Hygromas – Both breeds, given their size and weight, can be more prone to developing hygromas.  This is when a fluid-filled sac develops under the skin and around the joint area.  It is usually on a bony promontory, and most commonly it seems around the elbow joint.  It is particularly common in Great Danes, especially as they age and become more sedentary.  Although they are generally not painful, if they are left to grow too large, they can become infected or burst.

By providing a good quality bed for a large breed dog, you can help to minimize the chances of this developing.  An orthopedic bed with a memory foam mattress that is big enough for your dog to lie out on fully can be a good investment.


Given the size of both breeds, you will need to make sure you budget for their additional food requirements.  They are going to be much more expensive to feed than if you opted for a Yorkshire Terrier!

Labradors are known for being gluttons.  They LOVE their food.  This can mean that if they do not have an appropriately portion-controlled diet, then there is a risk that they could become obese quickly.  This can put extra strain on their joints and can lead to a host of other health conditions.  It is crucial that you always carefully monitor their food intake, and that they get an appropriate amount of exercise.

Care must also be taken that, as a puppy, they are not fed a food that is too calorie dense.  Large breed dogs that grow too quickly can develop musculoskeletal problems.  Large breed puppies foods usually have lower levels of fat, calcium, phosphorus and vitamin D to support growth at a more appropriate rate than what they may have on standard puppy food.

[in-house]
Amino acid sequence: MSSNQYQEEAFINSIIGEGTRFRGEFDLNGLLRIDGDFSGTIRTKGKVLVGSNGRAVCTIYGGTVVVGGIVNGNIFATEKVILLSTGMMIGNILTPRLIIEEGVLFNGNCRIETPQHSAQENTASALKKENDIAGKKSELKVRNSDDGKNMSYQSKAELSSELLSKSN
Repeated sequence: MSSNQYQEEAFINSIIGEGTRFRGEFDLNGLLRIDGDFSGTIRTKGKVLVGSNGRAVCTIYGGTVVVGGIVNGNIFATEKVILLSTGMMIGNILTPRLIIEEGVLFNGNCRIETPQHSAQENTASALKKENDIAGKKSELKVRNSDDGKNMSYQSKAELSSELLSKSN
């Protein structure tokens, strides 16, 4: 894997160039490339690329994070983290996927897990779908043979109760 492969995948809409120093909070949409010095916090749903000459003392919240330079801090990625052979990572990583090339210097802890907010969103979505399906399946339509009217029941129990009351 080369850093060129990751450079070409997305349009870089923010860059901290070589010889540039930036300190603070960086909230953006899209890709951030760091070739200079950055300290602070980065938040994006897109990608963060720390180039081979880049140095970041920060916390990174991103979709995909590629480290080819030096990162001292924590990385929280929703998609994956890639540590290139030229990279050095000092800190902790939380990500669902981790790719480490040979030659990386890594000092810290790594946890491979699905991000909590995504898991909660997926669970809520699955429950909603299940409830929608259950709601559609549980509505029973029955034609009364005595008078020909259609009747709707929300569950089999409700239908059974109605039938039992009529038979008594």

Finding a Great Dane Lab Mix

While there will be breeders of Great Dane Lab Mixes, don’t forget that this is not a recognized breed so there will not be any registered accredited breeders.  If you decide to get a puppy that is this mix, it is essential that you make sure that the breeder is a responsible one.  You should be able to meet mum and her puppies in a stable and nurturing home environment where they have already begun to receive early and appropriate socialization.  Mum and pups should not be separated until they have been fully weaned and are at least eight weeks old, and they should have had their initial health checks too.

If you are being encouraged to pick up a puppy from the back of a car or you only get to see pups without the mum, then alarm bells should be ringing.

Don’t forget that there are so many deserving mixed breed dogs, including Great Dane Lab Mixes, looking for homes in shelters across the country.  Adopting a dog can be a hugely rewarding experience.

Final Thoughts

If you are looking for an affectionate, playful, energetic dog that thrives on company, human and dog; then a Great Dane Lab Mix could be perfect for you.

You will be getting a large breed dog though so make sure that you have considered the additional feeding budget, the space needed, the extra exercise requirements, and the possible health problems, particularly those related to their joints.